On doing the right thing, and other essays

Only so can the far-reaching powers which lie in human nature, but which, like the talent, are so often wrapped in the napkin, hidden and unused, find their full scope and development; only so can our aims and ambitions be ennobled and purified; only so can the true respect for the individuality of others soften the strife of opinions, and the intolerant spirit in which we so often look upon all that is opposed to and different from ourselves. As we recognize and respect the individuality both of ourselves and others; as we realize that the bettering of the world depends upon our individual actions and perceptions; that this bettering can only be done by ourselves, acting together in free combination; that it depends upon the efforts of countless individuals, as the raindrops make the streams, and the streams make the rivers, that it cannot be done for us by proxy, cannot be relegated, in our present indolent fashion, to systems of machinery, or handed over to an army of autocratic officials to do for us; and as we realize that we shall have failed in our part, have lived almost in vain, if in some direction, in some department of thought or action, whatever it may be, we have not individually striven to make the better take the place of the good; life will become for all of us a better and nobler thing, with more definite aims, and greater incentives to useful action. The work that we do will react on ourselves; and we shall react on the work. Each victory gained, each new thing well done will make the men, the fighters for progress; and as the fighters are raised to a higher capacity, the progress made will advance with bolder, swifter strides, invading in turn every highway and byway of life. But this healthy reaction cannot be as long as we live under the depressing and dispiriting influence of the great machines, that take the work out of our hands, and encourage in us all a sense of personal uselessness. The appeal must be straight and direct to the individuals, to their own self-direction, their own self-sacrifice, to their own efforts in free unregulated combinations, their own willing gifts and services.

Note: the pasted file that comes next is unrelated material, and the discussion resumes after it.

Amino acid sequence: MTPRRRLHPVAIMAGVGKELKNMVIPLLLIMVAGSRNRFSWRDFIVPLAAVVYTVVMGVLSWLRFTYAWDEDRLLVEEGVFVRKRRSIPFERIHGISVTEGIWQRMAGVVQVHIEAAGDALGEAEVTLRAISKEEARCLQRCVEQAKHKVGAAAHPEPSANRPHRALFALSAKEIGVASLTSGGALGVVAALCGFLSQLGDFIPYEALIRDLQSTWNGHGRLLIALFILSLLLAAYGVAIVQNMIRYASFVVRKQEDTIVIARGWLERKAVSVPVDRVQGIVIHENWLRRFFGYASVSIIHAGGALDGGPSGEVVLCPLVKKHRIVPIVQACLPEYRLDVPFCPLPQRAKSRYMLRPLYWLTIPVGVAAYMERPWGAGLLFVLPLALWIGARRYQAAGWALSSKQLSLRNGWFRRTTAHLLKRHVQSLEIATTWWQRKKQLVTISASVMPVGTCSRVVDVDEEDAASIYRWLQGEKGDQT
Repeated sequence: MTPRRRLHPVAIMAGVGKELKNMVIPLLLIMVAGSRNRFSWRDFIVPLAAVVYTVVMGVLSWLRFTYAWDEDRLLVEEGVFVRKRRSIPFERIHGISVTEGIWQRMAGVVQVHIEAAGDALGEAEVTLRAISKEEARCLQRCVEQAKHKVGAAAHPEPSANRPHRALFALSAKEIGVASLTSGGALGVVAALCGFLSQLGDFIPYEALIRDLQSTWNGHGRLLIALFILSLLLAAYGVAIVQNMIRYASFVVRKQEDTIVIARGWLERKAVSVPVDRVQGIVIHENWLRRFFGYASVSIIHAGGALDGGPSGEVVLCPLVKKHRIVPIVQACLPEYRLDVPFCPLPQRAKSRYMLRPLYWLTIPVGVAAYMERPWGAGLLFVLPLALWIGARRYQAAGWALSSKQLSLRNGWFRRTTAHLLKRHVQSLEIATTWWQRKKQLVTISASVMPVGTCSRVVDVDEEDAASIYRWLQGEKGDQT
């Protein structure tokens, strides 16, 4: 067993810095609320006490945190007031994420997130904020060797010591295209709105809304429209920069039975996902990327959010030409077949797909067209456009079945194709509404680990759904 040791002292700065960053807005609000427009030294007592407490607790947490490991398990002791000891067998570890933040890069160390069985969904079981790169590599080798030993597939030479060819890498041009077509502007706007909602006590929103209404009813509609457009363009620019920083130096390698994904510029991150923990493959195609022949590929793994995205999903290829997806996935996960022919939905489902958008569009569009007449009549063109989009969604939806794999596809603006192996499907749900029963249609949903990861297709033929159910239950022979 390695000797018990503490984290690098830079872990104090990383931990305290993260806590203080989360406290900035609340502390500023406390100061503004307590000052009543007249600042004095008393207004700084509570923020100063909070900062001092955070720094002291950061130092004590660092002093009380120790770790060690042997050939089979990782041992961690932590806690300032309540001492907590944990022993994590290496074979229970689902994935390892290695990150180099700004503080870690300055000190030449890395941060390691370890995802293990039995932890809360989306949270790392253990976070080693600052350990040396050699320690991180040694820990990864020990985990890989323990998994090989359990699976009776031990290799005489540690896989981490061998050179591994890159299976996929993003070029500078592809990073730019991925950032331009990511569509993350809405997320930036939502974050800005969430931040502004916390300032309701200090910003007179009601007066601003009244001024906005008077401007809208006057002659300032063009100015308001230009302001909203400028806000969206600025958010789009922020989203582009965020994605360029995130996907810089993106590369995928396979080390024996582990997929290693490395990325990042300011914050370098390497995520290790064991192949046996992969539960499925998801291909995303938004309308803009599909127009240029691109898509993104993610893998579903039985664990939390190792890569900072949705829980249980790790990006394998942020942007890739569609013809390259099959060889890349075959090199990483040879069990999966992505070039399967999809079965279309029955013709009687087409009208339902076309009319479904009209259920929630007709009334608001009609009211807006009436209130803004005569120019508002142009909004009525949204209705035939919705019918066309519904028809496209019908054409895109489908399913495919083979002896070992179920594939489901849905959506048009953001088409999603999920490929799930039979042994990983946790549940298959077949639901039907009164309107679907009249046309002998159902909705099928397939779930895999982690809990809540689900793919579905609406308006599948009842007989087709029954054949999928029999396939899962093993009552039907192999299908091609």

On Doing the Right Thing, and other essays: …

 Auberon Herbert, The Right and Wrong of Compulsion by the State and Other Essays (LF ed.) [1885]

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I will explain yet more fully what I mean. Under a system of the widest possible liberty, each man thinks and acts according to his own judgment and his own sense of right. He labors as he will, making such free bargains as he chooses respecting the price and all other conditions that affect his labor; he is idle or industrious, he spends or he lays by, he remains poor, or he becomes rich, he turns his faculties to wise and good account, or he wastes possessions, time and happiness in folly. He is, be it for good or evil, the owner and possessor of his own self, and he has to bear the responsibility of that ownership and possession to the full. On the one hand he is free from all restrictions placed on him by others (except the one great restriction that he, too, in all his doings shall respect the like liberty of all men), and on the other hand he is dependent in everything on himself and his own exertions. He must himself meet and overcome the difficulties of life. Just because he is a free man, he must carry his own burden, such as it is, and not seek to compel others to bear any part of it for him. The really free man will neither submit to restrictions placed on himself, nor desire to impose them on others.

On Doing the Right Thing and Other Essays: Albert J. …

And here, it may be, you will ask, “Is it wise or right for men to claim so full a liberty? Is it not better for men not wholly to own and possess themselves, but to live under conditions which may save them, at all events to some extent, from their own folly and wrongdoing?”

A teaching guide (discussion guide, lesson plan, teachers' guide ) for doing the right thing
Auberon Herbert, The Right and Wrong of Compulsion by the State and Other Essays (LF ed.) [1885]

Anarchism and Other Essays | The Anarchist Library

And here, perhaps, I ought to add a few words. While we lay the heaviest share of blame upon the political system that takes possession of us, and leaves little room for self-guidance, are we to lay no direct blame upon ourselves, for being content to take our place in the system, that few, I think, in calm moments of reflection, can fully justify to their own hearts? Let us be completely frank in this great matter. Is the system of giving away power over ourselves, or seeking to possess it over others, in itself right or wrong? If it is wrong, don't let us make excuses for acquiescing in it; don't let us sigh and feebly wring our hands, confessing the faults and dangers, but pleading that we see no other way before us. Where there is a bad way, there is also a good way, if men once resolutely set themselves to find it.